There are comedy sketches, celebrity guests, and mock music videos, but the new Chinese version of Saturday Night Live will diverge from its NBC counterpart in several key ways when it airs this Saturday on video streaming giant Youku.
NBC Universal inked a deal with Youku back in April 2017 to make China the latest in a long line of countries to get its own version of the Lorne Michaels-created TV show. It was initially supposed to launch in autumn last year, but delays pushed the first episode’s airing back to June 23.
Hosted by two male comedians — Chen He and Yue Yunpeng — the first episode will feature pop star Zhang Jie as the main guest, something we know in part because of the teaser clips already available on Youku, which suggest the show has been pre-recorded. It seems unlikely that Chen, Yue, and Zhang will therefore be shouting, “And live from Shanghai… it’s Saturday Night!” as part of a cold open.
Other aspects of the iconic American TV show that we’re not expecting to be replicated include the political caricatures that have been at the heart of its recent renaissance in the States. An official blurb for the show — which will stream a new episode every Saturday at 6pm for the next 10 weeks — announces that,
The program will combine the topics that today’s young people are paying most attention to, to create the most relaxing hour of leisure time every weekend.
Yet against the backdrop of the ongoing campaign to remove “vulgar content” from China’s media platforms, it seems the show will be playing things decidedly safe. Admittedly, we’re yet to see a full episode but judging by the preview clips available on Youku so far the show will be serving up jokes about eating crayfish and football, rather than anything that might land themselves in hot water or see the show sent off air. The sketches also appear largely male-dominated and hew to some fairly traditional formats.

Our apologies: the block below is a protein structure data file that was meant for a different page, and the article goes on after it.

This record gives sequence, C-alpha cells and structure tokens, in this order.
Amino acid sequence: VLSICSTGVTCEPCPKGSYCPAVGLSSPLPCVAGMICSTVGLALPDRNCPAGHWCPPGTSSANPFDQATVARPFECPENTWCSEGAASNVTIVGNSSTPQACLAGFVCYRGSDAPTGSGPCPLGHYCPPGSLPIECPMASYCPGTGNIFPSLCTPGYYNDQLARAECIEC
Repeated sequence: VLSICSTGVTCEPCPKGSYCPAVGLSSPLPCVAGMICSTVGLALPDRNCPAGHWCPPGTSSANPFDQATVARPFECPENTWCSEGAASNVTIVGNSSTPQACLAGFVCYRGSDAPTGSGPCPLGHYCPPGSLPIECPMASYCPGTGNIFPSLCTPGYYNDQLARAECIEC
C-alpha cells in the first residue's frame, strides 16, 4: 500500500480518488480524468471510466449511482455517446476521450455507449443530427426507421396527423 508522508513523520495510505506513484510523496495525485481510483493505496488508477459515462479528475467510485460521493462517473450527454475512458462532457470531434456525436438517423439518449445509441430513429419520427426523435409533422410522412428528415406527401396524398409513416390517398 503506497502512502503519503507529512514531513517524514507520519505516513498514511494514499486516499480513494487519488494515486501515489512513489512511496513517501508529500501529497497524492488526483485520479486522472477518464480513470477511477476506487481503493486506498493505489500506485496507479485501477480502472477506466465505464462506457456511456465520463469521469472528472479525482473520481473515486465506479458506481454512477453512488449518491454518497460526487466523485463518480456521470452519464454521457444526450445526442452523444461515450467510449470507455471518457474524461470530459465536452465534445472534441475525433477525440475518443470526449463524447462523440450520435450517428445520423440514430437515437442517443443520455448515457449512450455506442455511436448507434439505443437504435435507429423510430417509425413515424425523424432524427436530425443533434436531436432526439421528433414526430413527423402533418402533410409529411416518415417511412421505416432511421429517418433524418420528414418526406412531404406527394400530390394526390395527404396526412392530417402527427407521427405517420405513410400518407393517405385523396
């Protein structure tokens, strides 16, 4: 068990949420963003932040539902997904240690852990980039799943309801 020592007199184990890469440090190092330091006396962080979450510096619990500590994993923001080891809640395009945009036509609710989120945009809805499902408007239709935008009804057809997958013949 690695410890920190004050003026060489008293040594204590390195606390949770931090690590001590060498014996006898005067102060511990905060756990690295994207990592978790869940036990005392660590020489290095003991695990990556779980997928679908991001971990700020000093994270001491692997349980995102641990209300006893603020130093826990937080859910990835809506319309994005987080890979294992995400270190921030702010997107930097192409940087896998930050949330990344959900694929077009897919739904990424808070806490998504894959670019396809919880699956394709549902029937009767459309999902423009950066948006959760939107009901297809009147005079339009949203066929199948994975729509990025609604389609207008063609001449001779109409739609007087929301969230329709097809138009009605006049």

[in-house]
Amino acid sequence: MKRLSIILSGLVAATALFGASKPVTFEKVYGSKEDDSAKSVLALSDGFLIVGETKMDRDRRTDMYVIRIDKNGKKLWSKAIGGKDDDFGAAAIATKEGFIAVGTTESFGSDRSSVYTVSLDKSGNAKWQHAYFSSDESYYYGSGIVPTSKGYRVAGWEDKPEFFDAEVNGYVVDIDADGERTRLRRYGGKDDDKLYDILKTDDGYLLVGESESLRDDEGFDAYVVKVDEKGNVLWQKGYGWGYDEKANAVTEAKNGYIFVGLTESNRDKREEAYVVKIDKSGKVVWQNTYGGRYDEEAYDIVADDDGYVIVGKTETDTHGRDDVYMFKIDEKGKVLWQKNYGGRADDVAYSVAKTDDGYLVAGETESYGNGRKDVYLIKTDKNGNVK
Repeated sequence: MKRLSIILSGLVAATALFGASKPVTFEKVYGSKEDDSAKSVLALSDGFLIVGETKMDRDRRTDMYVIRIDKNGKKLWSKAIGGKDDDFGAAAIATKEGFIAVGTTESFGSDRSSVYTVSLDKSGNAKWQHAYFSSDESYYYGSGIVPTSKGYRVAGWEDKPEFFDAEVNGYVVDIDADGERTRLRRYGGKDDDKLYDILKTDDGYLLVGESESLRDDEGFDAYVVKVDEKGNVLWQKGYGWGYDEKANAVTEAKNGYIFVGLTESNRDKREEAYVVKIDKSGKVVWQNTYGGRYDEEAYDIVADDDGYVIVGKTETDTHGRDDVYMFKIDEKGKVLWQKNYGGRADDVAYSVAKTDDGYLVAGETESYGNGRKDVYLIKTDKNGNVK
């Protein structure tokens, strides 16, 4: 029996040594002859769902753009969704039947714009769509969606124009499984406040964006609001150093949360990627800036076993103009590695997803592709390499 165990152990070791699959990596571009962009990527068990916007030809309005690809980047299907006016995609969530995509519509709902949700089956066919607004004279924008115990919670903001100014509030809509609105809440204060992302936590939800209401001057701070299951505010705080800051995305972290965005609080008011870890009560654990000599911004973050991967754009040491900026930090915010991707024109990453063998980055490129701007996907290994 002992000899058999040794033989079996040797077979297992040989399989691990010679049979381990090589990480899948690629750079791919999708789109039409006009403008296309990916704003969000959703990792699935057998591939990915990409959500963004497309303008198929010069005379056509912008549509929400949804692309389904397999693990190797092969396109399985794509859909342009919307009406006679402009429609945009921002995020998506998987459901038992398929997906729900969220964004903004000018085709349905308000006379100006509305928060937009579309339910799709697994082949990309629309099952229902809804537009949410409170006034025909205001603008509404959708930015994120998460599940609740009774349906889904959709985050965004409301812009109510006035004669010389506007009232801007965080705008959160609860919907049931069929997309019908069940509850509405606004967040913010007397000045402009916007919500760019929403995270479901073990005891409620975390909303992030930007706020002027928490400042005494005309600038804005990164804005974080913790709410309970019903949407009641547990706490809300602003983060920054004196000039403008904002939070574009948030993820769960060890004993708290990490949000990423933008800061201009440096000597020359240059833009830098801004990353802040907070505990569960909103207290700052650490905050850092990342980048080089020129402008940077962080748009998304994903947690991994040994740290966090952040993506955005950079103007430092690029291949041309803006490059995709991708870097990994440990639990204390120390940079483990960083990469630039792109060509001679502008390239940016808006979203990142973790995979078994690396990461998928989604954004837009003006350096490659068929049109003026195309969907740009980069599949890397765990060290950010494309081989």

That’s not to say SNL China won’t be popular. A mock music video featuring the comedians delivering alternative lyrics about being unable to lose weight to an old hit by pop star Xue Zhiqian racked up hundreds of thousands of views in just a few hours when it was released as a teaser this past weekend. The rating for the show on its Youku landing page is already at 9.2 out of 10, despite not having aired a full episode yet.
It’s also not to say that all social commentary will be a risk for the series. Avant-garde director Meng Jinghui’s stage show Two Dogs, albeit operating in a different cultural space, continues to run in theaters in China to this day, having used its open format and dark comedy to explore a plethora of social issues since its first performance back in 2007. And the American version of SNL does stream in China seemingly without censorship, though of course it’s one thing to make jokes about Trump and another to make them about the occupants of Zhongnanhai.
It remains to be seen whether SNL China will attempt anything risqué or simply occupy a place on the lighter end of China’s light entertainment spectrum, though our money is on the latter. You can find the show on Youku under 周六夜现场 from 6pm on Saturday, but it’s probably best not to get your hopes up for an Alec Baldwin cameo.
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